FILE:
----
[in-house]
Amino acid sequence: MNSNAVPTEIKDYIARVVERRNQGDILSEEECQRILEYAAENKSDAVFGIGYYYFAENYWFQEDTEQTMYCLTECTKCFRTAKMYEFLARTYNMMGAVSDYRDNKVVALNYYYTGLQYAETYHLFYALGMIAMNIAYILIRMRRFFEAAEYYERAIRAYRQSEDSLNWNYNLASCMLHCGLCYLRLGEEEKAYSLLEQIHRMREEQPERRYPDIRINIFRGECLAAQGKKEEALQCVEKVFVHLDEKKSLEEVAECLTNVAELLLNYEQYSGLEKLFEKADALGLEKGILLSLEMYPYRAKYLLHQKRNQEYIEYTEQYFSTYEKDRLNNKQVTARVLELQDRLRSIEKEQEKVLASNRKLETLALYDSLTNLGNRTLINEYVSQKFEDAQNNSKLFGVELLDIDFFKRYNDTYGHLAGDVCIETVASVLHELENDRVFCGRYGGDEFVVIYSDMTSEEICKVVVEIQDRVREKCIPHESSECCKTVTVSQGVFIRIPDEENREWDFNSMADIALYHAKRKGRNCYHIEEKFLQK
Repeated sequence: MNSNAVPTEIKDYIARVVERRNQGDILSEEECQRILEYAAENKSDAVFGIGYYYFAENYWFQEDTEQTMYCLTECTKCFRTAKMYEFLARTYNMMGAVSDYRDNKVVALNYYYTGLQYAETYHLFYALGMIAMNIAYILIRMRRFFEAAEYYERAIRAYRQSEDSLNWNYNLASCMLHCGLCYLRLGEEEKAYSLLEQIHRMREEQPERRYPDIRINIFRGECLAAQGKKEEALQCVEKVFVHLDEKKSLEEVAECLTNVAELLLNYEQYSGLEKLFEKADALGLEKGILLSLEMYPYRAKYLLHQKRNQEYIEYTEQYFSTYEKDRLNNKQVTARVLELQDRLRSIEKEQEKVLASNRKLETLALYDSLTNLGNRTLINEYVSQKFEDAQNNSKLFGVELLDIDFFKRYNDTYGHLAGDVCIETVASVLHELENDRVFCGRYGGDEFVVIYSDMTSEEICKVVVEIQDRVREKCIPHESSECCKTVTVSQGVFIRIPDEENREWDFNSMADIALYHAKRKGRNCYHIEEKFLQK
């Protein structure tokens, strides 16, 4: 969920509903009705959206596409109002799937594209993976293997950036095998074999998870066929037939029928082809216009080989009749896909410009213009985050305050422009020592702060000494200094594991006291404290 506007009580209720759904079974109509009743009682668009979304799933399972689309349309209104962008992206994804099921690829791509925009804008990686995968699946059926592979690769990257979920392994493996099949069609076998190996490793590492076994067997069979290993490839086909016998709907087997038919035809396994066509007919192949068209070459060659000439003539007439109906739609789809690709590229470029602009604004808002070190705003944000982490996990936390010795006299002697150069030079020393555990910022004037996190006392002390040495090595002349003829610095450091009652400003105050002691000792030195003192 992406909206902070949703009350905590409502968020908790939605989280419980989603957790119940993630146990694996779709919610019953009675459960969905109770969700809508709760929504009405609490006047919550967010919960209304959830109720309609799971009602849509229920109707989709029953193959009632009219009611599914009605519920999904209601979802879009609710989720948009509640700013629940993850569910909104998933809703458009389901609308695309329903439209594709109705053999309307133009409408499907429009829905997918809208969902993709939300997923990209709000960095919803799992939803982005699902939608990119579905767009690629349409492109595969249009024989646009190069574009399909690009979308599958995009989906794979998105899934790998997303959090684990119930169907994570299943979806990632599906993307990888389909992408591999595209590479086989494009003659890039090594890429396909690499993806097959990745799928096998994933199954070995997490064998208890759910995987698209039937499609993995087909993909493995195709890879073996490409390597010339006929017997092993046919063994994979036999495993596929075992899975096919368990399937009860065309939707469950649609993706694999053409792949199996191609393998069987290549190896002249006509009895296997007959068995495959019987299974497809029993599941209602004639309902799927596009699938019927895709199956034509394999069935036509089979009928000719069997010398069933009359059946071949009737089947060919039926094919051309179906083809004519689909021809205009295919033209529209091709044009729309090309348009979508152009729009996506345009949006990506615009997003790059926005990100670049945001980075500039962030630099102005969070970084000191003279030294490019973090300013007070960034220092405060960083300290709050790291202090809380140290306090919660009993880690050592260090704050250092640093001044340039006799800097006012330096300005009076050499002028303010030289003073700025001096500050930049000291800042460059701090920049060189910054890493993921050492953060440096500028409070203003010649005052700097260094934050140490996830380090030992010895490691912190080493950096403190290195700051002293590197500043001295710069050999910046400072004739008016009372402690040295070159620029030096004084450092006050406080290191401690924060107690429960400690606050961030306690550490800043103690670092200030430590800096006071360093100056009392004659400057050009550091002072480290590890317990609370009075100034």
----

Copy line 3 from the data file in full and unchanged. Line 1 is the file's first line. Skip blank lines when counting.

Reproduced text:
Repeated sequence: MNSNAVPTEIKDYIARVVERRNQGDILSEEECQRILEYAAENKSDAVFGIGYYYFAENYWFQEDTEQTMYCLTECTKCFRTAKMYEFLARTYNMMGAVSDYRDNKVVALNYYYTGLQYAETYHLFYALGMIAMNIAYILIRMRRFFEAAEYYERAIRAYRQSEDSLNWNYNLASCMLHCGLCYLRLGEEEKAYSLLEQIHRMREEQPERRYPDIRINIFRGECLAAQGKKEEALQCVEKVFVHLDEKKSLEEVAECLTNVAELLLNYEQYSGLEKLFEKADALGLEKGILLSLEMYPYRAKYLLHQKRNQEYIEYTEQYFSTYEKDRLNNKQVTARVLELQDRLRSIEKEQEKVLASNRKLETLALYDSLTNLGNRTLINEYVSQKFEDAQNNSKLFGVELLDIDFFKRYNDTYGHLAGDVCIETVASVLHELENDRVFCGRYGGDEFVVIYSDMTSEEICKVVVEIQDRVREKCIPHESSECCKTVTVSQGVFIRIPDEENREWDFNSMADIALYHAKRKGRNCYHIEEKFLQK